What is an apprenticeship?

Apprenticeships are a form of work-based learning. Although existing apprenticeship schemes in Europe differ between the Members States, the Council Recommendation on a European Framework for Quality and Effective Apprenticeships [1] offers a unified definition of the key elements that distinguish apprenticeships from other work-based learning schemes. A formal apprenticeship scheme must:

  • Lead to nationally-recognised qualifications,
  • Combine learning in education or training institutions with work-based learning in companies,
  • Be based on an agreement defining the rights and obligations of the apprentice, the employer, and, where appropriate, the VET institution
  • Be financially compensated for the work-based component.

Why are apprenticeships important?

Apprenticeships are good for learners, good for employers, and good for the economy. On the one hand, learners can develop practical skills that employers look for, gain valuable work experience while still being enrolled at school, and find a job upon completion of an apprenticeship. Data from the European Alliance for Apprenticeships even estimates that 60 to 70% of apprentices secure employment in the company where they worked as an apprentice [2]. Vocational Education & Training providers surveyed by the S4TCLF Blueprint consortium have also praised apprenticeships as being highly beneficial for students to develop professional skills and to enhance their employability [3].

For companies, hiring apprentices usually leads to a boost in productivity: a survey conducted by the UK government on the topic highlights that 78% of employers report that apprenticeships helped them improve productivity in their company [4]. Indeed, apprentices are usually very eager to perform well in a field they enjoy and are enthusiastic to apply the skills they have learned at school. But apprenticeships are also a great way for companies to optimize their hiring process. Indeed, apprenticeships can be used as screening devices by only retaining the suitable apprentices after training, substantially reducing the risk of a bad hire and saving on hiring costs resulting from finding, recruiting, and training a new hire. But the most important is that apprenticeships make it immensely easier for companies to find young employees that have just the right skills they need [5].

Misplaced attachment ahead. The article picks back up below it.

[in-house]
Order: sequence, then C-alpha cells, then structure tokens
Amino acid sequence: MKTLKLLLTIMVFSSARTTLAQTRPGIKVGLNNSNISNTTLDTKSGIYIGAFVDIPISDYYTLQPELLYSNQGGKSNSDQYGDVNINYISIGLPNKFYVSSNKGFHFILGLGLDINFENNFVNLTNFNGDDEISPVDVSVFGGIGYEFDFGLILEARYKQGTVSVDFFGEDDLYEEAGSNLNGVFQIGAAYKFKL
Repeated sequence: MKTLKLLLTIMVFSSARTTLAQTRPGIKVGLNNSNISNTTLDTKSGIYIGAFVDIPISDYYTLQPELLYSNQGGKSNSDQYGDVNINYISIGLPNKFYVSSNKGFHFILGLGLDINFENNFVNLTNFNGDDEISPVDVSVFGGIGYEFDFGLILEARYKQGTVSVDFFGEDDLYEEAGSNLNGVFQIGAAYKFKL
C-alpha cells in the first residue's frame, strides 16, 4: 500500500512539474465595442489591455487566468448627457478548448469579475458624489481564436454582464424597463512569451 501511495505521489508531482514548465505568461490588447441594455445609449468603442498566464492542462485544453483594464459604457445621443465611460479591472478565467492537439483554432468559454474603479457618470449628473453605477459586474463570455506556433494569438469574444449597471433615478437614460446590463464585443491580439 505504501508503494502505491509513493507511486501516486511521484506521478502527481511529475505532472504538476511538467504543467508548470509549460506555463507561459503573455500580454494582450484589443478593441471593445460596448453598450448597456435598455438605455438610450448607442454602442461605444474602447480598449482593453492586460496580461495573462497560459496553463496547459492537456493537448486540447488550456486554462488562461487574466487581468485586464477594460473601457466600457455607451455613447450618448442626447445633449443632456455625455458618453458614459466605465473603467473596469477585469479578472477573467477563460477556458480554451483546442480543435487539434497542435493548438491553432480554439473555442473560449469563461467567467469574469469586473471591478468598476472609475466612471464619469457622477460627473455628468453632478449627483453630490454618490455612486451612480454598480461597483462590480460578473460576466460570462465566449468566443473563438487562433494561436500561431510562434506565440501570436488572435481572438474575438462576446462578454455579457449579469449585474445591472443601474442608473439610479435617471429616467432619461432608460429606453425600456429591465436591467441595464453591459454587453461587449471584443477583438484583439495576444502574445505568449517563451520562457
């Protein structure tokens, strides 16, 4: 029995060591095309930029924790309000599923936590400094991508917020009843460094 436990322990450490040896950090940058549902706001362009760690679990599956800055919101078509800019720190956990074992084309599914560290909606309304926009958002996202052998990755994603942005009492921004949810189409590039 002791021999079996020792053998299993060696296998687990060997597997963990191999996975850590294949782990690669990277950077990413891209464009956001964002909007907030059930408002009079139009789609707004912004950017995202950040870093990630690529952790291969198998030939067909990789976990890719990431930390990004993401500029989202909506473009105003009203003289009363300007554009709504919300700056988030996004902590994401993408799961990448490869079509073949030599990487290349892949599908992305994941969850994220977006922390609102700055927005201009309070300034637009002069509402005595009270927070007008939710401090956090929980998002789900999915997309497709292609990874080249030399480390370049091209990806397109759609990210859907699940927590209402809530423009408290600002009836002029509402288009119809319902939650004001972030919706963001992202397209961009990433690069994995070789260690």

What role can apprenticeships play in the TCLF industries?

The TCLF industries’ growth in Europe is being hampered by two main factors: (1) distorted prejudices about the TCLF industries and an attractiveness deficit that make it difficult for companies to find qualified workers, and (2) an ageing workforce, leading to a loss of valuable skills and know-how when they retire.

And this is where apprenticeships come into play: because they combine work-based learning and traditional learning elements, apprenticeships are very attractive for young VET learners. Apprenticeship schemes can play a big role in boosting the attractiveness of the TCLF sectors by presenting them viable career paths and making it possible to discover the sectors first-hand. Besides, because apprenticeships are based on experienced workers passing on skills to apprentices, they ensure that skills and know-how that have taken many years of experience to be perfected are transferred from one generation to the next.

However, according to research conducted in the framework of the Social Dialogue project “Implementing best practices to increase the attractiveness of the footwear sector” in 2019, apprenticeships in TCLF companies are not as widespread as they should. One of the first barriers to apprenticeships is linked to one of the defining characteristics of the TCLF companies: their size. Most TCLF companies are SMEs and, as we have seen, formal apprenticeship schemes require several criteria to be met to be fully recognised, and, in some countries, there is much bureaucracy involved. Some TCLF companies can find it difficult to rapidly adapt to these requirements without creating struggles in the company. Most TCLF SMEs also report a lack of capacity and resources to implement apprenticeships and a lack of external support for companies that host apprentices.

Apprenticeships have a lot to offer to learners, the companies training them, and the TCLF sectors as a whole. But there is no one-size-fits-all apprenticeship scheme for all industrial sectors, and the peculiarities of TLCF companies make it so that the widespread model of apprenticeships is not fully compatible with their functioning. This is why there is a great need to develop optimized apprenticeship models that are well-suited to the different types of companies within the sectors and that allow TCLF companies to take on board young workers without disrupting their activities.

Author: Paul Lasserre, CEC

Bibliography

[1] The Council of the European Union. 2018. Council Recommendation of 15 March 2018 on a European Framework for Quality and Effective Apprenticeships. Official Journal of the European Union.

[2] European Commission – European Alliance for Apprenticeships. 2019. Good for Youth, Good for Business. ISBN: ISBN 978-92-76-09822-5 doi:10.2767/040603 KE-03-19-626-EN-N

[3] Lasserre, Paul. 2020. Recent Trends in TCLF VET Collaboration in Europe. Online: https://bit.ly/3qJAJeR

[4]  Government of the UK – National Apprenticeships Service. 2019. Employers’ Guide for Apprenticeships. Online: https://bit.ly/2N8MywB

[5] Moretti, L., Mayerl, M., Muehlemann, S., Schlögl, P., Wolter, S.C. 2019. So Similar and yet so Different: A Comparative Analysis of a Firm’s Cost and Benefits of Apprenticeship Training in Austria and Switzerland. Munich Society for the Promotion of Economic Research ‐ CESifo GmbH. ISSN: 2364‐1428